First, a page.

What is a Therapeutic Alliance?

A Strong Therapeutic Alliance Can Make a Big Difference During Treatment

therapist talking to patient
Blend Images/Ned Frisk Brand/X Pictures/Getty Images

If you have a mental illness like borderline personality disorder (BPD), you are likely used to a whole way of feeling and reacting. For those with BPD, that may mean intense emotions, destructive actions, rapid mood swings and feelings of abandonment. You may have gone years feeling this way and do not know any other way of living. 

If you are considering going to therapy, it can be overwhelming, scary and frustrating.

Psychotherapy sessions ask you to completely change how you think and rationalize behaviors. It can be a stressful and emotional experience, but a strong therapeutic alliance can help you through it. 

What is a Therapeutic Alliance?

The foundation for any course of therapy is the therapeutic alliance, the strong bond designed to help you through your recovery.It is the relationship you have with your therapist and the level of trust you have in her. This is what keeps you moving during therapy, even when it's difficult or painful, because you know she has your best interests in mind. This connection be hard to build but involves the following components:

  • Genuine interest: A good therapist gives you her undivided attention. She listens to what you have to say and asks clarifying questions. She does not seem preoccupied, does not sift through emails and she doesn't only give you her thoughts or opinions.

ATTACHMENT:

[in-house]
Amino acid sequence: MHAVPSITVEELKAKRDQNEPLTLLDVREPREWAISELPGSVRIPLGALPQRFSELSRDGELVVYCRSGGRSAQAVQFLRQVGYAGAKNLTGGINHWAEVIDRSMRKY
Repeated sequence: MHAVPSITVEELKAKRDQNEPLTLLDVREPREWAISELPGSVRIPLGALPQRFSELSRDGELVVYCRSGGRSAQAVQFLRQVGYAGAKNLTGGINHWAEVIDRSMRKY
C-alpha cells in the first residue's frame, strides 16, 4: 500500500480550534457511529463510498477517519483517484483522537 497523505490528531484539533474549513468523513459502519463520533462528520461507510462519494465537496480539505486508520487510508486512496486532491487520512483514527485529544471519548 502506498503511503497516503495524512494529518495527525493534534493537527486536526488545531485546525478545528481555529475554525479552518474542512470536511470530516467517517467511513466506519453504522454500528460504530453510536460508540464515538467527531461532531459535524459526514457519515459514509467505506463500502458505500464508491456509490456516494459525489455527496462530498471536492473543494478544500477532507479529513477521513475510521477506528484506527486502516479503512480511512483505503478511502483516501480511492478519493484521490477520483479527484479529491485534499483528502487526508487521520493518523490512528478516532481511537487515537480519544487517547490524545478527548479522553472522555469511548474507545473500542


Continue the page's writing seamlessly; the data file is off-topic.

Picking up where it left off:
• Specialization: Your therapist needs to have an understanding of what you're going through in order to help you. This means she should have a background studying BPD and working with patients who have BPD. 
  • Comfort: You need to be comfortable telling your therapist anything, even if it's embarrassing. She should put you at ease and ensure you know your conversations are confidential
  • Common Goals: You both should have the same goals so that you are working towards the same endpoint. 

Building a Therapeutic Alliance

A strong therapeutic alliance does not happen over night and may not be possible with just any therapist. Many people with BPD will visit several healthcare providers or psychiatrists before they find one they can "click" with. 

When you are beginning therapy, it's perfectly okay to have consultations with several mental health professionals. Ask questions about their approaches to therapy, what techniques and theories they often use, their background in BPD and other personality disorders and how available they are; many people with BPD who engage in self-harm or have suicidal thoughts will often need to be able to call their therapist at odd hours during an emergency. 

Your potential therapist should be happy to answer your questions. If he seems annoyed, impatient, defensive or keeps checking his watch, it's time to move on and find someone else. A good therapist is worth the extra homework in order to help you on the path to long-term recovery.


If you're having trouble finding a therapist with a background with BPD, talk to your general practitioner or primary care physician to see if he has any recommendations. He will likely have many different therapists, counselors, psychiatrists and psychologists on file he can refer you to. 


Meyers, L. "Connecting With Clients". Counseling Today, 2014. 

Continue Reading